John Calvin is renowned for his inflexible stance against the errors of Rome, the “Spirituals”, and others whose teachings compromised the Gospel of Jesus Christ. Unfortunately many do not realize that while he so staunchly stood against errors from those who oppose the gospel, he also worked tremendously hard to establish and maintain peace and unity among the Reformed. He was a brilliant example of the peacemaker of Matt. 5:9.
For instance, a Synod was held at Berne in 1537 in order to establish unity among the German and Swiss Reformed churches concerning the Lord’s Supper. Zurich, Basel, Strasburg, Geneva, and Berne each sent representatives. Bucer, the Strasburg Reformer, had always been sympathetic to Luther’s view. He had been in attendance at one of Luther’s first public disputations and had held him in the highest esteem ever since. Megander, originally from Zurich, now representing Berne, was determined not to compromise Zwingle’s position in any way. Dissension prevailed until Calvin came forward. By recognizing the Biblical truth that each side was determined to uphold, he was able to set forth the doctrine of the Lord’s Supper in a manner which upheld the true sentiments of each side without compromising with error.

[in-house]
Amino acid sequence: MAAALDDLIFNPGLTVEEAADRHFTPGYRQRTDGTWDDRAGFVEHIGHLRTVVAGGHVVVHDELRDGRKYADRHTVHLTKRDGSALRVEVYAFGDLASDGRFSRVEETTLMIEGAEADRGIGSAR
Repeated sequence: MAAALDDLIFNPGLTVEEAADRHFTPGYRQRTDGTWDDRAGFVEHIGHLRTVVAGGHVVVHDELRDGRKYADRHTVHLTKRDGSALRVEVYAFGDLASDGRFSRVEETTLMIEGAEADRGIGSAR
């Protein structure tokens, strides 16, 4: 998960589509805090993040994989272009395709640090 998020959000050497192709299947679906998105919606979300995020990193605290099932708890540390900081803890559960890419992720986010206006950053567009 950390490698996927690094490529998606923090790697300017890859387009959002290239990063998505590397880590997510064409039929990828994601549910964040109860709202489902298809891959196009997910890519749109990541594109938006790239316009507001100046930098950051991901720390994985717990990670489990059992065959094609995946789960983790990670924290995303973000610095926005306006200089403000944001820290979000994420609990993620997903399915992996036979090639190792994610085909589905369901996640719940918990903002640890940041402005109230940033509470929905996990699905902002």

Bucer had “pointed out that Zwingli and Luther had set out from two different points of view; Zwingli striving to keep as far away as possible from the Roman dogma of transubstantiation, and Luther endeavoring to maintain that there is nevertheless some kind of real presence in the bread.”[i]